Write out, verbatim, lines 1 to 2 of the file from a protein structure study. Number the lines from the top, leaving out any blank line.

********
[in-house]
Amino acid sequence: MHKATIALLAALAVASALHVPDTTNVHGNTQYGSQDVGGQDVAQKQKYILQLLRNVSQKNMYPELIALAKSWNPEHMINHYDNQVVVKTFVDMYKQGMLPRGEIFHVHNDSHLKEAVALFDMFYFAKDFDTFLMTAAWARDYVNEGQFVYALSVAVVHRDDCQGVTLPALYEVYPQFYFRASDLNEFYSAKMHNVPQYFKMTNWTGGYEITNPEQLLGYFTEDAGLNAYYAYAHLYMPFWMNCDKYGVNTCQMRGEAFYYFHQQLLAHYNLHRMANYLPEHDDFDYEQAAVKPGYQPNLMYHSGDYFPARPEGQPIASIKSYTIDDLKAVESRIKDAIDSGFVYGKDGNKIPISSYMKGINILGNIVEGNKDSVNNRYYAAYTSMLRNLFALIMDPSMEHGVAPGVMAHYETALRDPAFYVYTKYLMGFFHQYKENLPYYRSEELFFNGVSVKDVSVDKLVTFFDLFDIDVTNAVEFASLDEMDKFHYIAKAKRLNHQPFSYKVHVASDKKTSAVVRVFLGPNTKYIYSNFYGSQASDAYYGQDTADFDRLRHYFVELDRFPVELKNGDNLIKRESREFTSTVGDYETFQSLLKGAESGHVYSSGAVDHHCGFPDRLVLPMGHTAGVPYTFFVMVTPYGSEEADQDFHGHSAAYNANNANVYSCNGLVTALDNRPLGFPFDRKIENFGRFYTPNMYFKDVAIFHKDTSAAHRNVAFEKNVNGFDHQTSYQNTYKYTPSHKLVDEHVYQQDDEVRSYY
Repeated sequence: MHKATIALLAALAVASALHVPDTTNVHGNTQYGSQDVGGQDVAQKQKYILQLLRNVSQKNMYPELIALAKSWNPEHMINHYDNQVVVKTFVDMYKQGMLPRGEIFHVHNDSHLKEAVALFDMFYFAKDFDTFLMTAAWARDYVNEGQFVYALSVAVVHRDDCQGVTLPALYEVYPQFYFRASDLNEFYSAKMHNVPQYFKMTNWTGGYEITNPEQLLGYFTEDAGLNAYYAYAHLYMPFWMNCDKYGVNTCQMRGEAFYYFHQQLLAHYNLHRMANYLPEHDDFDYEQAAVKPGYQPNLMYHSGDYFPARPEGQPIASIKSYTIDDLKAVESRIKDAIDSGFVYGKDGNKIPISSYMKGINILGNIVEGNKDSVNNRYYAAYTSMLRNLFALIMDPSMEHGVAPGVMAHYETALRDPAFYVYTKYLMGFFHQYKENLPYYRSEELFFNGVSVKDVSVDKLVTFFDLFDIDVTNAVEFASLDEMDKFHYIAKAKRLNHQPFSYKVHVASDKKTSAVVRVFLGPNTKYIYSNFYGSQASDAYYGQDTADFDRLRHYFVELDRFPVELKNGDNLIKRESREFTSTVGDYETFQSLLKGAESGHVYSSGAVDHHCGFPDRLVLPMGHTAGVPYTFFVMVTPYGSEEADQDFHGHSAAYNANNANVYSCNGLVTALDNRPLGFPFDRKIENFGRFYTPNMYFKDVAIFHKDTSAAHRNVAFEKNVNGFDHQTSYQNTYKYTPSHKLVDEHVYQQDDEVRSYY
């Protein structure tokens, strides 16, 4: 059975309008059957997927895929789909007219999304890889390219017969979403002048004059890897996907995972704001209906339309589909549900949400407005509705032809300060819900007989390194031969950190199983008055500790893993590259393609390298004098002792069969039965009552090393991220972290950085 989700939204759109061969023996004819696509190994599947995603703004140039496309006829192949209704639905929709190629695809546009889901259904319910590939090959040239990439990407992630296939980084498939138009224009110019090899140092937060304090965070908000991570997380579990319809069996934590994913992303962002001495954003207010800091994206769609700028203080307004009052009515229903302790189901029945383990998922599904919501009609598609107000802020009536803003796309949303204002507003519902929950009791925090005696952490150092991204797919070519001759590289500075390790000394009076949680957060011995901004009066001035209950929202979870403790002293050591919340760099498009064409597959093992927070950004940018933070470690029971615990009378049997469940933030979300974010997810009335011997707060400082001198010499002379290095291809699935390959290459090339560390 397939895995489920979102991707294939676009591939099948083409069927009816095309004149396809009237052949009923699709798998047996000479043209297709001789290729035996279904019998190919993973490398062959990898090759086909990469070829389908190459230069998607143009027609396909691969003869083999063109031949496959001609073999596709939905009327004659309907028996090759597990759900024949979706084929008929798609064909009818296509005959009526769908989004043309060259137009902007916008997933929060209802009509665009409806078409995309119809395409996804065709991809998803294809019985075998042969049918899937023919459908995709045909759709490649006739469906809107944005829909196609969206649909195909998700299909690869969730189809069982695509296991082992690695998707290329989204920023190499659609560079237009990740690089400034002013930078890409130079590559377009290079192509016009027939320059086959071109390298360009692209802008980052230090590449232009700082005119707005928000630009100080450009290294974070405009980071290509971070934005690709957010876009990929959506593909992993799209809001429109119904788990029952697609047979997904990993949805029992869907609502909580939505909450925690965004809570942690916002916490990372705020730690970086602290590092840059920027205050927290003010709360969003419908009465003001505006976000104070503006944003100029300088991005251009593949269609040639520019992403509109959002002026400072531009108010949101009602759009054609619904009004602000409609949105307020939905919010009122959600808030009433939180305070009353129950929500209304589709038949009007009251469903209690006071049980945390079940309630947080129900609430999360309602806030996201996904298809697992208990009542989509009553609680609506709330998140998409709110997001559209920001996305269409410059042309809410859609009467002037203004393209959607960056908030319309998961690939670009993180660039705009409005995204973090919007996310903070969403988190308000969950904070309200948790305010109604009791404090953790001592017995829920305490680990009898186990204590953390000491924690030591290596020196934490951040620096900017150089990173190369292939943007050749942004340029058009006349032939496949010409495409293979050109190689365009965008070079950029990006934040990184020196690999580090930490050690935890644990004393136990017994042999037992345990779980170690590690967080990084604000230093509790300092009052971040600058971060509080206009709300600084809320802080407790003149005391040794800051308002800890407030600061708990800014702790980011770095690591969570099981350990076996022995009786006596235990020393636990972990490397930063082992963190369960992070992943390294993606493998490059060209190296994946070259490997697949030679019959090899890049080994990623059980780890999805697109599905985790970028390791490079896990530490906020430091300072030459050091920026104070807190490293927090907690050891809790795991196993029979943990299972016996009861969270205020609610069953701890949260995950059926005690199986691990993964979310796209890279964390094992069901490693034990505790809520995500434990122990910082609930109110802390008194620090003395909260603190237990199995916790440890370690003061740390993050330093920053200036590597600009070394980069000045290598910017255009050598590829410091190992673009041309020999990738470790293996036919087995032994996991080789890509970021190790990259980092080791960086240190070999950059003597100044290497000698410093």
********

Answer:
[in-house]
Amino acid sequence: MHKATIALLAALAVASALHVPDTTNVHGNTQYGSQDVGGQDVAQKQKYILQLLRNVSQKNMYPELIALAKSWNPEHMINHYDNQVVVKTFVDMYKQGMLPRGEIFHVHNDSHLKEAVALFDMFYFAKDFDTFLMTAAWARDYVNEGQFVYALSVAVVHRDDCQGVTLPALYEVYPQFYFRASDLNEFYSAKMHNVPQYFKMTNWTGGYEITNPEQLLGYFTEDAGLNAYYAYAHLYMPFWMNCDKYGVNTCQMRGEAFYYFHQQLLAHYNLHRMANYLPEHDDFDYEQAAVKPGYQPNLMYHSGDYFPARPEGQPIASIKSYTIDDLKAVESRIKDAIDSGFVYGKDGNKIPISSYMKGINILGNIVEGNKDSVNNRYYAAYTSMLRNLFALIMDPSMEHGVAPGVMAHYETALRDPAFYVYTKYLMGFFHQYKENLPYYRSEELFFNGVSVKDVSVDKLVTFFDLFDIDVTNAVEFASLDEMDKFHYIAKAKRLNHQPFSYKVHVASDKKTSAVVRVFLGPNTKYIYSNFYGSQASDAYYGQDTADFDRLRHYFVELDRFPVELKNGDNLIKRESREFTSTVGDYETFQSLLKGAESGHVYSSGAVDHHCGFPDRLVLPMGHTAGVPYTFFVMVTPYGSEEADQDFHGHSAAYNANNANVYSCNGLVTALDNRPLGFPFDRKIENFGRFYTPNMYFKDVAIFHKDTSAAHRNVAFEKNVNGFDHQTSYQNTYKYTPSHKLVDEHVYQQDDEVRSYY